Confessions of a Summertime Shopaholic
Throughout the school year I keep myself busy enough. Between the days of plentiful naps, occasional classes and endless assignments, I remained distracted.
Working at it in small doses seems to help: going to the movies or buying the new Portal 2 among other games keeps me occupied; but not for more than a few hours.
The cravings become worse at night. I lie awake thinking, what will I wear tomorrow? Dreaming of all of the new shirts, shorts and skirts that I need for summer —I wake up in a cold sweat.
I tell myself, in the morning, in the morning I will go to the mall. I’ll just browse. Just browsing never put a dent in anyone’s wallet.
Hi. My name is Katie and I am a summertime shopaholic.
As twenty-somethings everywhere settle into their 9-5 jobs, their evening shifts or even part time employment this summer, a cultural shift occurs — students suddenly have money to spend.
I take comfort in knowing that I am not alone.
Between the need for new shirts, shorts and sunglasses, the temptation for summer releases of games or movies — and let’s not forget a few deserved pints at the bar — students with summer jobs may find themselves straying from their stereotypically thrifty lifestyles as they can now afford much more than possible throughout the school year.
Now I consider myself to be a rational person. I return my library books on time, I never run my credit card to it’s limit and I am always willing to seek out the best bar with free cover on the weekends.
But no longer paying for groceries, cable or certain other essentials as I settle home for the summer, it’s getting more difficult to resist from buying things that I simply want.
After a mentally exhausting day of work, why not grab a drink (or three) with friends to de-stress?
A day off? Spending time at the mall sounds like fun. There are plenty of things that I need to browse for, or don’t need to browse for. I’ll probably end up buying a bit of both anyways. You need something too don’t you? Of course it’s necessary. These things look nice, or will make you look nice, or make others think you’re nice. In fact, you should reward yourself for being so smart and self-improving; buy something else.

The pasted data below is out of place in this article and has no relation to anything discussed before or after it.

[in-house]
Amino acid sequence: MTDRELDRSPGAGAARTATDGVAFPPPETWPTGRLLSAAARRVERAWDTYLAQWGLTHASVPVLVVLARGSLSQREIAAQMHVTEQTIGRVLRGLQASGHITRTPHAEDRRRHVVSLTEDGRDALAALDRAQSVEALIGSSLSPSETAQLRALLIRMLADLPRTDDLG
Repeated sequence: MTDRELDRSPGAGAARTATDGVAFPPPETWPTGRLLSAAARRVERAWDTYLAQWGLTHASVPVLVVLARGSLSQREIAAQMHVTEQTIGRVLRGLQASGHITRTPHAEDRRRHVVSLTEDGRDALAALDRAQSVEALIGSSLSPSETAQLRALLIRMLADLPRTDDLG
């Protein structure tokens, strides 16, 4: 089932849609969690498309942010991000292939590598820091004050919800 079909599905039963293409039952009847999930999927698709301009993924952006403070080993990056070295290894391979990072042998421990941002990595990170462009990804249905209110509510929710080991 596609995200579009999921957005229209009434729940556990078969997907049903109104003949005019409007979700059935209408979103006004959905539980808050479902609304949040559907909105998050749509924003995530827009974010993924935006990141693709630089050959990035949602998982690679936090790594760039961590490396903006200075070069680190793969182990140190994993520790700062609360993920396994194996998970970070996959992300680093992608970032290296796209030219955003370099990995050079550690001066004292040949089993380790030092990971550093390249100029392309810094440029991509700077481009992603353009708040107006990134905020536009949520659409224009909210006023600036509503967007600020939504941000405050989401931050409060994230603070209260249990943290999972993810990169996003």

My theory is that there are two main reasons for this newfound dependence.
1) During the school year, between readings, case studies and labs, it seems like there’s always something to work on. With the distractions of roommates, extra-curricular activities and of course, the help of procrastination, a 40-hour schoolwork week turns into an 80 hour one. In comparison to the unpredictable school week, work during the summer can offer the refreshing change of free time.
2) Regularly being a young broke student, suddenly being able to buy from expected earnings is exciting. Actually having money to spend proudly screams, look at me, I’m not freeloading!
Even being in Waterloo for the summer can be hard on your wallet. With all the temptations of your regular student-saving sauce stations just around the corner, walking down the street can be a summer shopaholic nightmare. Every place is calling your name, whispering “Drink… it’s patio season… for a limited time only…”
It seems as if all signs of summer point to shopping. The first step is admitting there is a problem. It’s been eight days since I bought my last skirt, three since I went to the movies and… alright, I went out for dinner yesterday.
But I confess, I actually enjoy my condition — having money to spend serves as an escape. Whether it’s a figurative escape from the retail job that I hate or a literal one as a reason to get out of the house; having a regular income is empowering.
As much as I attempt to learn from my new spending habits, the summer time is a student’s four-month break from the world of student culture, being able to disengage from some aspects of it welcomes a much-needed change. Somewhere there is a balance between shopaholism and student-saving that I am determined to achieve.
112 more days ‘til September.